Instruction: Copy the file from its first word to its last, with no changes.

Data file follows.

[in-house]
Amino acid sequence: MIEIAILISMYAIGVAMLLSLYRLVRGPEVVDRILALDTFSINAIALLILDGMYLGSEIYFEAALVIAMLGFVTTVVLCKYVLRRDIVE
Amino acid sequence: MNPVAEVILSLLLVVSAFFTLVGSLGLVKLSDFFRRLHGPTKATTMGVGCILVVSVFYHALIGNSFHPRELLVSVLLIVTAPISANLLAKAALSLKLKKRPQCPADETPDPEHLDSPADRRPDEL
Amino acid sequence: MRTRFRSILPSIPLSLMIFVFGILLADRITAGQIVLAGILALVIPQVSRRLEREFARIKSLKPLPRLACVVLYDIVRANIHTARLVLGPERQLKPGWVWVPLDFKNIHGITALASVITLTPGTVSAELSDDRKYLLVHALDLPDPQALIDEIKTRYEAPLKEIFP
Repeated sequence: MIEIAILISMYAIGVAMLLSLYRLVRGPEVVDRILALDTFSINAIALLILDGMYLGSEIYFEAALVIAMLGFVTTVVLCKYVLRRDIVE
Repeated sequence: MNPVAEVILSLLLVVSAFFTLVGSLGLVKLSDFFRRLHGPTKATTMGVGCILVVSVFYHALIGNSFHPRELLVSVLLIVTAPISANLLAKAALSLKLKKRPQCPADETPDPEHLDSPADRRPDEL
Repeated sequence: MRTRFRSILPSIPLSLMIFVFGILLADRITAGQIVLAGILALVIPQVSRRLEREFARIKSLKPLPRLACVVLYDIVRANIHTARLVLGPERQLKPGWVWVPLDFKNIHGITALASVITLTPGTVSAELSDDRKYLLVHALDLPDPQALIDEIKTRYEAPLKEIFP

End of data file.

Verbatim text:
[in-house]
Amino acid sequence: MIEIAILISMYAIGVAMLLSLYRLVRGPEVVDRILALDTFSINAIALLILDGMYLGSEIYFEAALVIAMLGFVTTVVLCKYVLRRDIVE
Amino acid sequence: MNPVAEVILSLLLVVSAFFTLVGSLGLVKLSDFFRRLHGPTKATTMGVGCILVVSVFYHALIGNSFHPRELLVSVLLIVTAPISANLLAKAALSLKLKKRPQCPADETPDPEHLDSPADRRPDEL
Amino acid sequence: MRTRFRSILPSIPLSLMIFVFGILLADRITAGQIVLAGILALVIPQVSRRLEREFARIKSLKPLPRLACVVLYDIVRANIHTARLVLGPERQLKPGWVWVPLDFKNIHGITALASVITLTPGTVSAELSDDRKYLLVHALDLPDPQALIDEIKTRYEAPLKEIFP
Repeated sequence: MIEIAILISMYAIGVAMLLSLYRLVRGPEVVDRILALDTFSINAIALLILDGMYLGSEIYFEAALVIAMLGFVTTVVLCKYVLRRDIVE
Repeated sequence: MNPVAEVILSLLLVVSAFFTLVGSLGLVKLSDFFRRLHGPTKATTMGVGCILVVSVFYHALIGNSFHPRELLVSVLLIVTAPISANLLAKAALSLKLKKRPQCPADETPDPEHLDSPADRRPDEL
Repeated sequence: MRTRFRSILPSIPLSLMIFVFGILLADRITAGQIVLAGILALVIPQVSRRLEREFARIKSLKPLPRLACVVLYDIVRANIHTARLVLGPERQLKPGWVWVPLDFKNIHGITALASVITLTPGTVSAELSDDRKYLLVHALDLPDPQALIDEIKTRYEAPLKEIFP